Stacie’s Recommendation: Fun, quick read that I’d recommended to anyone who understands the vital role that redshirts play.

2017 Q2 Reading Stats

I crunched my Q2 stats a while back, but somehow July was not conducive to blogging in the slightest.

Better late than never on the numbers:

21 books
5329 pages
54.6 hours of audio

YTD, I’m at 40 books, which is three less than 2016. Adding in July, I’m nearly to my 52 books for the year/Goodreads goal. Guess I set that too low…

For this year though, I am doing really well in audio. I’ve listened to nearly 100 hours total, when at this point in 2016 I was at just over 62.

Don’t tell work, but sometimes I listen to audiobooks there.

Book Banter: Finding My Badass Self

findingTitle: Finding my Badass Self (ARC)

Author: Sherry Stanfa-Stanley

Length: 225 pages

Genre: humor/memoir

Plot Basics: Writer Sherry Stanfa-Stanley takes her readers through a year-long humorous journey of 52 new experiences — from a Brazillian wax to going ghost-hunting — as she decides that her 52nd year will be one of testing herself and saying “yes” to new opportunities.

Banter Points: Memoirs typically aren’t my thing, but Sherry’s book is laugh-out-loud funny and manages to also be insightful, a feat that I think is probably easier said than done. I met Sherry several years ago at the Midwest Writers Fellowship and since we weren’t in the same small workshop group, I didn’t really see her writing at that time. But when she announced her 52/52 Project on Facebook, I happily followed along.

I’d read many of her adventures in the book as she blogged about them on Facebook, but in the book, they were refined and even better. I made the mistake of reading about her bug-eating adventure as I was microwaving my lunch, felt my hands get sweaty too as she described the high-ropes course and decided from her adventures in a float tank, that that is an experience I can safely say is not from me because I learned from her.

If you need some inspiration to get out of the ruts in your life and try something, this is your guidebook.

Bummer Points: My TBR pile has been so stacked up lately, that I had to read Sherry’s book in big gulps, more like a novel. I think the wisdom would seep out more if a reader could read one of two of her adventures, put it down, and come back the next time they needed a laugh.

Word Nerd Recommendation: If your reading soul needs some chicken soup without the schmaltz, this is the book for you. Sherry really is funny and her willingness to be honestly self-deprecating is refreshing… because she finds the places she learns. Sure, she might get lost on a Segway in Italy, but she also triumphs and successfully figures out how to navigate herself back to safety. It’s the fact that she wins (mostly) that makes the book so rewarding to read.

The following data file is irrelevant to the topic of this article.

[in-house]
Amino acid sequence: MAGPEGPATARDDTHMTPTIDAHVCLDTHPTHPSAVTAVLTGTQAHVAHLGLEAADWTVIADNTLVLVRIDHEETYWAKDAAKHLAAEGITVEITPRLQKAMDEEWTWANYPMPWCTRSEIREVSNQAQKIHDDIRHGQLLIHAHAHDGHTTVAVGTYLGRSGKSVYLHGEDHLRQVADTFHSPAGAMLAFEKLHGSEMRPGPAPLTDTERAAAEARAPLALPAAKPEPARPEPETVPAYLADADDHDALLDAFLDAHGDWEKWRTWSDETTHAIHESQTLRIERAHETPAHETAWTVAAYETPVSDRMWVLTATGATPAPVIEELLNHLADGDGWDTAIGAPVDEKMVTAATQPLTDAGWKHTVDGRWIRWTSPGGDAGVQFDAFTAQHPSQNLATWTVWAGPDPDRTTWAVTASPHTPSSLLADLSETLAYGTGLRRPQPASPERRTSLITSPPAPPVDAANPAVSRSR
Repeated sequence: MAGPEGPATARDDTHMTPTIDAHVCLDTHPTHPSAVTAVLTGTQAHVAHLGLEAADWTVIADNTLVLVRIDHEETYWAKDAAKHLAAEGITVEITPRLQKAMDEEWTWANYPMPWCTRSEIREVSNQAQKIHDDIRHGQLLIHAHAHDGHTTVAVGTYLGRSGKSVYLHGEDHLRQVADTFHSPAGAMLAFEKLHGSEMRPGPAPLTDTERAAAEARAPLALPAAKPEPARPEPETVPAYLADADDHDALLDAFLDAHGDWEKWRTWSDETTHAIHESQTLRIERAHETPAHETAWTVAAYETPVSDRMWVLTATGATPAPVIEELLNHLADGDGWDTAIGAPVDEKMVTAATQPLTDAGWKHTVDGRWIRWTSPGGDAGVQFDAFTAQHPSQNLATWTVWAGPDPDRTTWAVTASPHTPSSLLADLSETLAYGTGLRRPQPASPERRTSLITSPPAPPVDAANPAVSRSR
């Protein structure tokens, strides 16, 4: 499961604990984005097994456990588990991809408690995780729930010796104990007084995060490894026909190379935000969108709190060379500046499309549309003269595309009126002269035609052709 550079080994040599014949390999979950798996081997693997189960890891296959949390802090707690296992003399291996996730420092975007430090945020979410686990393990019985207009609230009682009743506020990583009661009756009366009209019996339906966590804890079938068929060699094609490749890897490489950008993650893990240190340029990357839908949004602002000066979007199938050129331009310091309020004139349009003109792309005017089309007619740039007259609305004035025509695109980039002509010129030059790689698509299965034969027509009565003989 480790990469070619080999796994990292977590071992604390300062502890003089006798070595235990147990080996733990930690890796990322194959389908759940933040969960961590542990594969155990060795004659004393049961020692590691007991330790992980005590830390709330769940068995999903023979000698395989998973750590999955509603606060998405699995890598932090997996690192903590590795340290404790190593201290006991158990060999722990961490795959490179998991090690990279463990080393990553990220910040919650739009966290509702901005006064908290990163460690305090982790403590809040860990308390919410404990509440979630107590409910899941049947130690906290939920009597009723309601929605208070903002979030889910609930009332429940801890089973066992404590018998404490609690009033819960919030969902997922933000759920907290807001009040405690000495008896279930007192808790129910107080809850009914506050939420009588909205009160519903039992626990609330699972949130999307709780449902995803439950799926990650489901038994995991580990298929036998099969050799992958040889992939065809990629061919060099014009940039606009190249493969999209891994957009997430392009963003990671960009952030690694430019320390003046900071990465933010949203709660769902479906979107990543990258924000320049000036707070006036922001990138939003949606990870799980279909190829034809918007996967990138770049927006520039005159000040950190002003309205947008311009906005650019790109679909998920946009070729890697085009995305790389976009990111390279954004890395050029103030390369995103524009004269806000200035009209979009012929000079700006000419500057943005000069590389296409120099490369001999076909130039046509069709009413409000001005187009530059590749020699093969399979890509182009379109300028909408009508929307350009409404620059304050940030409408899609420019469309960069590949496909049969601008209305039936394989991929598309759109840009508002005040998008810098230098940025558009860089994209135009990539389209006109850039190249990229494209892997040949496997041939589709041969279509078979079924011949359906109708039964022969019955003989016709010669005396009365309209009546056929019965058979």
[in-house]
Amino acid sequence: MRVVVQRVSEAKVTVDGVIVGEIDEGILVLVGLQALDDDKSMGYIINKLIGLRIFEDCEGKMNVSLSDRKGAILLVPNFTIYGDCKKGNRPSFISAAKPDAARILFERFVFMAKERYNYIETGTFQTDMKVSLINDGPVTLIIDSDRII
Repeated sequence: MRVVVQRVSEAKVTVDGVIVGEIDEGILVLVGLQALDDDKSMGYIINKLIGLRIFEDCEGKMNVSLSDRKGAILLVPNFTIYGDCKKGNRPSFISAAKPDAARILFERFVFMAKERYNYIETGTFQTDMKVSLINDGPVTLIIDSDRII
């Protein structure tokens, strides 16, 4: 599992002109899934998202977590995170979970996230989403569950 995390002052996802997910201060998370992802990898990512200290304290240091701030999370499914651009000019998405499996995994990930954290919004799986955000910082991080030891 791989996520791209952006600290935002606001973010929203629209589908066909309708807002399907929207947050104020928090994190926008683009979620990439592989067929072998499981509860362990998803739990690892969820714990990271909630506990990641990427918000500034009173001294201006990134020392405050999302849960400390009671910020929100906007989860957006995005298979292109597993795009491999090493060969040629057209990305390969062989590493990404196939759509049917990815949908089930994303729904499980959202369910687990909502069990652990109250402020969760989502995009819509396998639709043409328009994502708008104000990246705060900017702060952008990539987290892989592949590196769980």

Book Banter: Broken Harbor

Broken-HarborTitle: Broken Harbor (Dublin Murder Squad #4)

Author: Tana French

Genre: mystery

Length: 450 pages

Where Bethany’s Copy Came From: IndyPL

Plot Basics: Detective Mick “Scorcher” Kennedy has a brilliant solve-rate, always playing by the book (save for the fracas in “Faithful Place.”) He and his new young partner, Richie Curran, get the call about a brutal, apparent murder-suicide of two children and their parents in the town of Broken Harbor, a place that’s burned into Scorcher’s memory for past reasons. The case should have been open-and-shut, but as Scorcher and Richie look into it the case gets strange — a deleted computer records, weird holes in the walls of the victims’ house and Scorcher and Richie soon find the case isn’t what they thought.

Banter Points: Tana French delivers again. Each one of these books keeps delivering a great story, even though the formula is set now. I was telling a friend about these — how you know that the lead detective will do something career-ending through the investigation — but how compelling it is anyway.

Bummer Points: As much as I love these books, they are kind of emotionally exhausting. After I finished this one, I turned to my husband and said, “let’s watch something nice now” because I needed a palate-cleanser. Watching people make humungo mistakes (especially when that is one of my great fears in life) is hard. Cathartic because it was them and not me, but hard.

Word Nerd Recommendation: This series is great, but you might need some space in between each. Past books are reference, but you don’t have to read them in order to know what’s happening.

Book Banter — Afterlife

afterlifeTitle: Afterlife

Author: Marcus Sakey

Genre: suspense/sci-fi

Length: 320 pages

Where Bethany’s copy came from: ARC from NetGalley; releases on July 18.

Plot Basics: FBI agent Will Brody has found the woman of his dream, his boss, Claire McCoy. But they are caught up in a manhunt for a sniper who’s terrorizing Chicago. But when Will gets caught in a bomb blast, he wakes up, in an alternate Chicago, utterly alone. Or so he thinks, until he finds others in the echo. The manhunt spans life and death and not even that will stop Will from reuniting with Claire.

Banter Points: I thoroughly enjoyed this book. While I tagged it as suspense/sci-fi, it’s really a love story (sort of like Passengers, in that regard). Yes, it’s set in a cop-plot with crazy, big worlds and elder gods, but ultimately, the story is about how far Will and Claire will go to be with each other.

Sakey mentioned in his afterward that he kicked this idea around for years. I’m glad he did. This plot in the hands of a younger writer — even a younger Sakey — would probably have come off as corny as heck. Sakey’s always had suspense chops, but in the last few years as evidenced in his Brilliance trilogy, he’s developed a finer emotional edge that makes a story like this work.

Bummer Points: Certain readers will not be able to handle the theology of this book. For me, it was still an enjoyable read even if it didn’t align at all with what I believe happens after death. For potential readers with strong views about Heaven/Hell, this isn’t the book for them.

Word Nerd Recommendation: If you haven’t read any of Sakey’s work, this is a fine place to start. Afterlife is going to be a movie, but like with most adaptations, it’s probably best to do the book first.